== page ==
Documents

Suggested Research Articles

An Assessment of Two Models of Wave Propagation in an Estuary Protected by Breakwaters. Amin Ilia and James O'Donnell. Journal of Marine Science and Engineering. July 2018.

  • Breakwaters influence coastal wave climate and circulation by blocking and dissipating wave energy. In a large harbor, these effects are combined with wave generation, refraction and reflection. In this study, researchers used available observations to evaluate the accuracy of model simulations of waves in New Haven Harbor, Connecticut, an estuary with three detached breakwaters near the mouth.

Estimating the Annual Exceedance Probability of Water Levels and Wave Heights from High Resolution Coupled Wave-Circulation Models in Long Island Sound. Chang Liu, Yan Jia, Yaprak Onat, Alejandro Cifuentes-Lorenzen, Amin Ilia, Grant McCardell, Todd Fake, and James O’Donnell. Journal of Marine Science and Engineering. June 2020.

  • Accurately estimating the probability of storm surge occurrences is necessary for flood risk assessments. The results of floodwater elevations and significant wave heights for four types of storms show that both water levels and their corresponding return intervals are higher along the western coast of Connecticut than the eastern coast, whereas significant wave heights increase eastward.

Waves in Western Long Island Sound: A Fetch‐limited Coastal Basin. Y. Shin, A. Cifuentes‐Lorenzen, MM. Howard Strobel, and J. O Donnell. Journal of Coastal Hydrology and Oceanography. January 2021.

  • This paper summarizes the statistics of observations of wind and surface gravity waves in Long Island Sound. Researchers examine the relationship between significant wave height and wind speed and direction and show that the significant wave height and dominant period in western Long Island Sound have an asymmetric response to the wind direction.

Impact of Compound Flood Event on Coastal Critical Infrastructures Considering Current and Future Climate. Mariam Khanam, Giulia Sofia, Marika Koukoula, Rehenuma Lazin, Efthymios I. Nikolopoulos, Xinyi Shen, and Emmanouil N. Anagnostou. Journal of Natural Hazards and Earth System Sciences.  February 2021.

  • This paper examines case studies of compound flood hazards affecting critical infrastructure in coastal Connecticut.  Seven coastal river reaches were studied where eight power grid substations lie in proximity to riverbanks and are prone to flooding caused by coastal storms (such as hurricanes) that combine heavy precipitation and high surge.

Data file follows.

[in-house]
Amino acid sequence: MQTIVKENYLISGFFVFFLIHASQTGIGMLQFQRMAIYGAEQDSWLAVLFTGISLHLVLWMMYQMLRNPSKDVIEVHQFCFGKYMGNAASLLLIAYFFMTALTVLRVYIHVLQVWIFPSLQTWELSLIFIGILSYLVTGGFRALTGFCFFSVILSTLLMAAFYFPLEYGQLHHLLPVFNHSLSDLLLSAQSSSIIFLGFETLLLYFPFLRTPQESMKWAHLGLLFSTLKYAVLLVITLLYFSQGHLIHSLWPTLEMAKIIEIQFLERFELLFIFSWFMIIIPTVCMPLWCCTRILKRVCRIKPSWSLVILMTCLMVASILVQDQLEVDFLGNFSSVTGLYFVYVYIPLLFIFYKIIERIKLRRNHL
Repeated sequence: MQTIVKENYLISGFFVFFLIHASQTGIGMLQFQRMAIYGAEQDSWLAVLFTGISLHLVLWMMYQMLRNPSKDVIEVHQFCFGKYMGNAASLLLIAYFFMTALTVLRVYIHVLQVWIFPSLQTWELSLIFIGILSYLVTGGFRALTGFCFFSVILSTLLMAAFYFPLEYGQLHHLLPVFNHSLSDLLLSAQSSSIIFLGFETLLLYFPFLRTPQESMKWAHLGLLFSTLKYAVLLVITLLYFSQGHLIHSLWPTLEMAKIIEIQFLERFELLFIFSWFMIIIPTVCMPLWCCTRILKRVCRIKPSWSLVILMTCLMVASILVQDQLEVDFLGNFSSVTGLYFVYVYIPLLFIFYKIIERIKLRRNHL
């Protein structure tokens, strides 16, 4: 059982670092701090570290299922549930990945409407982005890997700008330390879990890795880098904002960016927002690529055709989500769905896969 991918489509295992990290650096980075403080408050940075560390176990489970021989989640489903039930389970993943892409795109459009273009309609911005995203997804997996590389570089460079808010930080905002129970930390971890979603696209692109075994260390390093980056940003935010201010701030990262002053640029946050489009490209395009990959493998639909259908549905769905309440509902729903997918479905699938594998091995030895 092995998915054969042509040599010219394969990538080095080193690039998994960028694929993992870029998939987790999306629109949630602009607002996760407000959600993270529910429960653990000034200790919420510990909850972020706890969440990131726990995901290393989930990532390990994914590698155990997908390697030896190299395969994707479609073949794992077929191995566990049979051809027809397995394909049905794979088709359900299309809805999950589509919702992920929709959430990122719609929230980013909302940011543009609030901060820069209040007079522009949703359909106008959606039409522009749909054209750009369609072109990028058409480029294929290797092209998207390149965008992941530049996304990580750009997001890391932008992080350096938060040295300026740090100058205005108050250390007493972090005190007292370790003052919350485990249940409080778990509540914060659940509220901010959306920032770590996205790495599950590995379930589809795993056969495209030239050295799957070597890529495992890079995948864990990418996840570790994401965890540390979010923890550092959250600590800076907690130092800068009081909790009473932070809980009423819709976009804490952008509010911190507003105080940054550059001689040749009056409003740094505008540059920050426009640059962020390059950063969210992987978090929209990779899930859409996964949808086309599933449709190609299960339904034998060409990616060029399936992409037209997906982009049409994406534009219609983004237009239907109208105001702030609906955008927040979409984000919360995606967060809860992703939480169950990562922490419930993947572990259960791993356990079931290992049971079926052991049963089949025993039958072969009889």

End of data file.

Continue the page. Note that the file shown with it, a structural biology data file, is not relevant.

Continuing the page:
Connecticut Sea Level Rise

Figure 1: Sea level rise projections for Connecticut based on local tide gage observations (blue), the IPCC (2013) RPC 4.5 model simulations near Long Island Sound (yellow line), the semi-empirical models (orange line) and ice budgets (magenta line) as in CPO-1. (image is saved as CTSLRprojections)

Measurements of sea level by instruments in the water and satellite altimeters provide unambiguous evidence that the annual mean level of the ocean surface is rising. Coastal communities should expect that the frequency of coastal flooding will increase.

In 2012 NOAA released global sea level rise scenarios that were referenced in Connecticut state statute requiring that sea level rise be considered in state and local plans of conservation and development and natural hazard mitigation plans. NOAA report CPO-1 (Parris et al. 2012) provided four projections on sea level rise scenarios. That same statute charged UConn CIRCA with updating the scenarios to be local for the state of Connecticut. To provide more local guidance for Connecticut Sea Level Rise in Connecticut, CIRCA Executive Director and Professor of Marine Sciences, James O’Donnell authored the report, finalized in January 2019.

“Connecticut plan for the upper end of the range of values projected of sea level rise or up to 20 inches (1 foot 8 inches) of sea level rise higher than the national tidal datum in Long Island Sound by 2050 and that it is likely that sea level will continue to rise after that date.”

CIRCA has reviewed and modified the projections to include the effects of local oceanographic conditions, more recent data and models, and local land motion. A concise summary of the results are shown in Figure 1.

The Institute also recommended that the scenarios be updated at least every 10 years, or more frequently, to incorporate the best available science and new observations.

Connecticut Coastal Towns Storm Surge Annual Exceedance Probability (Return Interval) Viewer

Storm surge water level return interval plot to model the future projection of the sea levels.

Understanding the risk posed by extreme storm events and accurate assessment of the flood risk is crucial for the successful management of the coastal communities using increasing resiliency. There are only a few available tide gauge, buoy, and storm sensor data in the Long Island Sound to project the extreme sea level statistics using the observed records available to determine the level of risk along the Connecticut coastline accurately. In this work, we reproduced the highest 44 storms between 1950-2018 using a coupled circulation and wave model. The modeled events are fit to a probability distribution to statistically estimate the annual exceedance probabilities and return periods for expected storms.

The results presented here are to highlight the storm surge water levels and significant wave heights, which may contribute to a better understanding of extreme storms and guide decision-makers.